“If he doesn’t sit.”
“If he doesn’t sit up in a few months, we’ll need to look further into why he isn’t developing.”
This was the thought running through Toni Barnes’s head one afternoon as she played on the couch with her three-month-old grandson, Amari.
Born in the fall of 2010, Amari Elijah Barnes made his entry into the world safely and without incidence. But Eli, as his grandmother lovingly called him, didn’t seem to be progressing in the typical ways Toni was used to seeing from her grandkids. As she cradled him in her arms or fed him his bottle, she couldn’t shake the feeling that something was off. “But you’re my Eli,” she whispered to him. “And I’ll always take care of you.”
Unfortunately, her intuition was correct.
Amari was taken to the Riley Hospital for Children in Indianapolis where he was diagnosed with Trisomy 18 (Edwards’ Syndrome), a rare disease that causes severe developmental delays due to an extra 18th chromosome.
What’s unique about Amari is that most cases of Trisomy 18 are detected before birth. His family had no indication that anything was wrong until he was a few months old. Even more remarkably, only five to 10 percent of children born with Edwards’ Syndrome survive past their first year. Amari will be 10 this week.
That doesn’t mean it’s been all smooth sailing. Far from it.
In addition to his developmental delays, Amari also suffers from seizures…
…has endured lengthy hospital stays…
..and is completely reliant on others for his round-the-clock care.
It’s a lot for anyone to manage and the physical and emotional demands are taxing. But then again, you haven’t met his grandmother, Toni.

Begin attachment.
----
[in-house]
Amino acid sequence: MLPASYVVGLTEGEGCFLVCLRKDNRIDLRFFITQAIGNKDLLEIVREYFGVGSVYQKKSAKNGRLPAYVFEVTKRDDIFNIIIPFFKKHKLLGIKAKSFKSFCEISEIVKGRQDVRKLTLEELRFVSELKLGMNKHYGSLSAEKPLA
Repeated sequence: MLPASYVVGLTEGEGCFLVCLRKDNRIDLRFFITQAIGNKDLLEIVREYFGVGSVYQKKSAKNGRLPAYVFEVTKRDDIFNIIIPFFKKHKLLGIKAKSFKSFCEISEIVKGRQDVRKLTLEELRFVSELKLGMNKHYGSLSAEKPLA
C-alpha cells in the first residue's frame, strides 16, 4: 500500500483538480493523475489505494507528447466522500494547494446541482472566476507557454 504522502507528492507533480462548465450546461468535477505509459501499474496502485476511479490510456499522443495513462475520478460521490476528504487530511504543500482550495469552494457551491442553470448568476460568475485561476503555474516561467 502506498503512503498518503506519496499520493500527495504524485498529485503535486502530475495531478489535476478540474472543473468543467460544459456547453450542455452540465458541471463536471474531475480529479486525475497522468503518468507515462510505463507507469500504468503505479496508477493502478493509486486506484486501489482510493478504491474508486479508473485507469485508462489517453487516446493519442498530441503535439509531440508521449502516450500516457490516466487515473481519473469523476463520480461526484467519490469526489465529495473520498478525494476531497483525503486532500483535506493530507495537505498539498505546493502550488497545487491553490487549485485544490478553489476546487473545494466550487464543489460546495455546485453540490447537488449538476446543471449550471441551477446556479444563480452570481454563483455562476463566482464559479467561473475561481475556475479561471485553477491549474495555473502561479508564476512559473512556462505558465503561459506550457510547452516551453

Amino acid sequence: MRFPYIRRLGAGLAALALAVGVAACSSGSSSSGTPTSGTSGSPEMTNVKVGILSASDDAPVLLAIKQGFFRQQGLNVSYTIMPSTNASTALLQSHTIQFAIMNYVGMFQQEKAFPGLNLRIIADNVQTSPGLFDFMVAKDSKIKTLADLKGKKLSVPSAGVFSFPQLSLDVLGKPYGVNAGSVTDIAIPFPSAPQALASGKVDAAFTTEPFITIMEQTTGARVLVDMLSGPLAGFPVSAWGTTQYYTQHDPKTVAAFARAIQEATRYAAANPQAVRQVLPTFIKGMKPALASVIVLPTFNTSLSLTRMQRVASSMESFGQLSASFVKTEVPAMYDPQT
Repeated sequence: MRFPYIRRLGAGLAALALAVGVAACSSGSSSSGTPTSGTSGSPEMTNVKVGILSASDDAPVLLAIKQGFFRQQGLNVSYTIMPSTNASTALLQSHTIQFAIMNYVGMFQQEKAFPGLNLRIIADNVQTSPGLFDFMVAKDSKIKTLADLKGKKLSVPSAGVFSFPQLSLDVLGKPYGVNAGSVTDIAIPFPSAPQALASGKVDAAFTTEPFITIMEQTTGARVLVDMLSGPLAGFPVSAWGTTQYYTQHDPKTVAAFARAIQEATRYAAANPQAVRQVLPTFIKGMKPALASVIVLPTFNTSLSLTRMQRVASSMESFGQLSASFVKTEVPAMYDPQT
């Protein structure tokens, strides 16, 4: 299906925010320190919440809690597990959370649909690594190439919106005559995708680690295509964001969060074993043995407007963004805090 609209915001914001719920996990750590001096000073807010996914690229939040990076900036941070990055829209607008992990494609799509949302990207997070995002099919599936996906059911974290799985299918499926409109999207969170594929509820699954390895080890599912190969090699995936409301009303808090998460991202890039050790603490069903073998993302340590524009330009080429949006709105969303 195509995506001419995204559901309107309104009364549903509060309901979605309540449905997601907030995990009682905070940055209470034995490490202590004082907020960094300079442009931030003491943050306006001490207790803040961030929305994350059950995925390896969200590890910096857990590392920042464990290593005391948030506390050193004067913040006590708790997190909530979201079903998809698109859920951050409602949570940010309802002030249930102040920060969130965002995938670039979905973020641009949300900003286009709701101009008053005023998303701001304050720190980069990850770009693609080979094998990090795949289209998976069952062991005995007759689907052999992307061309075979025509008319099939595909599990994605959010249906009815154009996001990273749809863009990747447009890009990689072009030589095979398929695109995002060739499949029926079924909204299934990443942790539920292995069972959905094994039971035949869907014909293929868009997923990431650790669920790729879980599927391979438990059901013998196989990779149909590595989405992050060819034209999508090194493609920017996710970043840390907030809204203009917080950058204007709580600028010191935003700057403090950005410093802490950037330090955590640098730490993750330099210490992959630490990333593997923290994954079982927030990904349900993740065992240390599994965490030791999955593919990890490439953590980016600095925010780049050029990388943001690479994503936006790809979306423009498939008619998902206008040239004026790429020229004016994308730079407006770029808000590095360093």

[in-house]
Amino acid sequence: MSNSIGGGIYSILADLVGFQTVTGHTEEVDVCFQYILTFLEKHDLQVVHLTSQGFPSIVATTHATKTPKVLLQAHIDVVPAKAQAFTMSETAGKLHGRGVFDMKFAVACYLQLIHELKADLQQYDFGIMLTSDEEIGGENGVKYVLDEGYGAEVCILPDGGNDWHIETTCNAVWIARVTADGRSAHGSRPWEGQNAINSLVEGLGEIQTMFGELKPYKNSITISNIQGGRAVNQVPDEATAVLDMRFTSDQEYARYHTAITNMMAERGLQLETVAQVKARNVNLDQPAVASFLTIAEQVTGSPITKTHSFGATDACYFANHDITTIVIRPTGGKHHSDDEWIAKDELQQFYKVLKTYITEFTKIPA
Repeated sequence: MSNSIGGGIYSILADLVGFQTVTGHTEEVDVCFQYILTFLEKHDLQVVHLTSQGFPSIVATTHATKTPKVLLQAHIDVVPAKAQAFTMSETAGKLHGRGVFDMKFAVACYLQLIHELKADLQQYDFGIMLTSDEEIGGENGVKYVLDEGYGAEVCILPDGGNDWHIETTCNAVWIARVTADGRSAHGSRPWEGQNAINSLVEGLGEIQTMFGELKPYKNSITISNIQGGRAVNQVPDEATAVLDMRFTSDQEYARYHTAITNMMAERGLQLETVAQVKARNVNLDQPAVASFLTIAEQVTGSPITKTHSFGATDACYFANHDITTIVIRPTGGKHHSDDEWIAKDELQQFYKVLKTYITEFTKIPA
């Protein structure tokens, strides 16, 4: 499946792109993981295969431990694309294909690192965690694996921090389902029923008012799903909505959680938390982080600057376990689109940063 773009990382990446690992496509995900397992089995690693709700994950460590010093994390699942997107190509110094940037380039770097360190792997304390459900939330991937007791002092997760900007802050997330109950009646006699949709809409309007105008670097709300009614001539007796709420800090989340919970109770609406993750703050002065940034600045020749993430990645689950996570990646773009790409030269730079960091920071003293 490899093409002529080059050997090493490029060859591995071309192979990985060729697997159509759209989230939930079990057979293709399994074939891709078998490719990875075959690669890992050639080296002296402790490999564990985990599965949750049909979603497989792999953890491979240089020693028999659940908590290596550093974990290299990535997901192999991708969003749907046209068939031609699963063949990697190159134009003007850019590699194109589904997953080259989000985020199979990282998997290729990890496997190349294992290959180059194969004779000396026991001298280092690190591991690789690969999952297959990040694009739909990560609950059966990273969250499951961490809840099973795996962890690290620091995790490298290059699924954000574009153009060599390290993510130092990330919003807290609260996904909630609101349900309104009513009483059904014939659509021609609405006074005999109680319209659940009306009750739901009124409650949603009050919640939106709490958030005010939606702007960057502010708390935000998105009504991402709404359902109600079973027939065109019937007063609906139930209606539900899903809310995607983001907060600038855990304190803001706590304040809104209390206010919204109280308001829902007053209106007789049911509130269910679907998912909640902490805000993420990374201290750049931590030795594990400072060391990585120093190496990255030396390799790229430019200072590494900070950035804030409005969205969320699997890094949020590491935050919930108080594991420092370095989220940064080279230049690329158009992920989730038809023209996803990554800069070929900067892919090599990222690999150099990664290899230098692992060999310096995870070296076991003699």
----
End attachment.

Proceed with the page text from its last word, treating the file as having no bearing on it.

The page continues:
Since that day on the couch when her heart told her something was wrong, Toni has been by Amari’s side. She knows him better than anyone.
Really knows him.
His dad works long hours as a truck driver to provide for the family, so Toni is Amari’s primary caregiver. She still cradles him in her arms and feeds him all of his meals. He’s just a little bigger now.
And though some individuals with Trisomy 18 can speak and walk with assistance, for the last decade of his life, Amari’s development has hovered around the age of six months. He makes sounds, laughs, and “talks” to get Toni’s attention, but he’s remained mostly non-verbal and non-mobile.
It hasn’t kept them from growing closer and closer over the years, though, and their bond is stronger than any limitations he might have.
“Eli is more aware than those who don’t know him realize,” Toni said. “He knows my voice.”
“If he’s sitting quietly or lying in his bed, I go to his bedroom door and begin softly calling his name, and he responds with smiles and waving his limbs,” she told us. “He is a joy.”
It looks like joy to us, too.
As his caregiver, Toni has sacrificed a lot to put Amari’s needs first. Yet, she stays. Each day that he’s alive – each day that he’s still with her – is a gift. There’s not a place in the world that could keep her away.